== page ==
The 1999 season started with a cold wet spring, so the martins were nesting late. Starlings had already fledged from other pilings further off in the bay. A starling tried to enter the nestboxes once that I am aware of, but the rectangular starling resistant entrances worked. I held my breath as the 4th of July approached. It seems this martin colony is situated in the heart of fireworks country, and the bay was lighting up. In the end the martins stayed, perhaps reacting to fireworks as they would to a severe thunder and lightning storm. Who knows, maybe the fireworks kept predators away. The martins seemed more disturbed by the close-up clicks of my camera shutter than they did by the big booms of fireworks. Six nests were built. Eighteen eggs were laid in five of them in clutches of two to five. The first hatched between July 27 and 31, and by August 7, fourteen eggs had hatched. I became frustrated by the necessity of doing nest checks at a ten foot tide or better, when the boxes could be accessed by standing on the seats of the boat, and then only when weather was good during daylight hours. So on August 21, having previously noticed what I thought were blowfly maggots in one of the boxes, I loaded some extra rope along with an aluminum ladder into the boat , and headed out to check nests, without the benefit of a high tide. Two nestlings, the youngest of the fourteen, were dead, perhaps the result of inexperience on the part of their sub-adult parents. Most nests had the usual adult fleas, flea larvae, and mites. The apparent blowfly larvae, now pupated, were in only one box, along with a seemingly healthy and alert single nestling. All other nestlings seemed strong and alert. I am amazed how tolerant these birds are of our intrusions. For the most part the parents sat and watched as we did our work. Only one swooped and hissed at me. Hermosa Point is lined with waterfront homes and I was often watched doing nest checks. I can only imagine what those folks must have been thinking, as they watched me climbing a ladder out of a boat to look into birdhouses.
Young were soon being fed at the nestbox entrances. The first confirmed fledging was August 27, and all twelve nestlings were confirmed out by September 12. The last observed feeding/fecal sac removal was September 8. More martins arrived at the site as the season wound down, most notably an additional adult male. On the morning of August 31 fourteen adult birds were perched at the colony following a cold rainy spell, with all twelve young confirmed in their respective nestboxes. On September 9, fourteen martins formed up over the colony at sunset and roosted, several into boxes that were unoccupied all season. On September 13, sixteen birds roosted.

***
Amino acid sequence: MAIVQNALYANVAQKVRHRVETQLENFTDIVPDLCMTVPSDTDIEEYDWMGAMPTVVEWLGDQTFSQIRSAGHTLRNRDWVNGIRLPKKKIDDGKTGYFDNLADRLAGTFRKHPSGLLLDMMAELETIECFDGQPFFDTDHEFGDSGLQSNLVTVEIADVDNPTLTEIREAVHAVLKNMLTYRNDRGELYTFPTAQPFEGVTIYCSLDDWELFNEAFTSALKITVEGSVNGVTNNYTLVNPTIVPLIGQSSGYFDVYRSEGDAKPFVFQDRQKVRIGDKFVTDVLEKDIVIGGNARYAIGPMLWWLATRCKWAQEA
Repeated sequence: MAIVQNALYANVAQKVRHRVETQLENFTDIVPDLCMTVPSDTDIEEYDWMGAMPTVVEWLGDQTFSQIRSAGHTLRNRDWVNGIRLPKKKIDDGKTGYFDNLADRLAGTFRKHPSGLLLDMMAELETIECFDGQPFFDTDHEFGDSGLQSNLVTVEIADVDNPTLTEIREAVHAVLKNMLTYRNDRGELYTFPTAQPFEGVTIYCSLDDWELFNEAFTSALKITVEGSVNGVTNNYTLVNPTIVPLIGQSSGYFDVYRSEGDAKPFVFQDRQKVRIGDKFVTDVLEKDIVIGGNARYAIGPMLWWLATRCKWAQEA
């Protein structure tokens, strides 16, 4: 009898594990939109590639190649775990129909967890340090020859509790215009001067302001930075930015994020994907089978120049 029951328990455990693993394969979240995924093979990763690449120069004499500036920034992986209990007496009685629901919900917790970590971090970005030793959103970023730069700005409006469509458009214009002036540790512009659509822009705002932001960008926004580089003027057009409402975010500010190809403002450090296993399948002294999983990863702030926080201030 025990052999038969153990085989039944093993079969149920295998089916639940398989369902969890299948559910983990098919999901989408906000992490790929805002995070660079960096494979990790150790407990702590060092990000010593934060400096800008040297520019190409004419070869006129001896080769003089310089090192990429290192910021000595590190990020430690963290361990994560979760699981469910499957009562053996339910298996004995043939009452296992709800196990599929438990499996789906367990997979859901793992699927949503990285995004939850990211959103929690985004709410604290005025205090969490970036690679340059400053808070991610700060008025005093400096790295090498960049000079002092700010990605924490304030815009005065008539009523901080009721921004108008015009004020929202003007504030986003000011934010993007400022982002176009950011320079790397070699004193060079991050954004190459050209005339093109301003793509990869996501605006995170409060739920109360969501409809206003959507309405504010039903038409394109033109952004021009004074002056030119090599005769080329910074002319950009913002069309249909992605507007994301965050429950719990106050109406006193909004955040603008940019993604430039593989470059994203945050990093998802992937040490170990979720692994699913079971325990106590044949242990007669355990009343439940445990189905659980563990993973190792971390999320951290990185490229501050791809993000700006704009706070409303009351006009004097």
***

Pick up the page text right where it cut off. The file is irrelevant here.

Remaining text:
1999 was a great year thanks to the martins. Thanks also to everyone who helped and advised me, and all the people who have done Purple Martin recovery work in the Pacific Northwest region of the US and in British Columbia in previous years.
The Hermosa Point colony, in Snohomish County, has grown over the past 4 seasons to 17 pairs in 2003, 15 in nestboxes, and 2 in piling cavities. The banded birds from 1999 showed up again in 2000, presumably the same three, based on their color bands and leg sequence. All were trapped in order to recover their band numbers. They came from nestbox colonies in the South Sound, near Olympia and Tacoma (WDFW, unpublished). These colonies were started in the mid 1980s, not long after the nestbox recovery of Purple Martins began in Washington’s Southern Puget Sound in 1976 (J Davis, unpublished).
The Hermosa Point piling cavity where the initial May 1999 sighting occurred was eventually used by breeding martins in 2003. In all likelihood, martins were breeding in this and other piling cavities on the bay prior to 1999.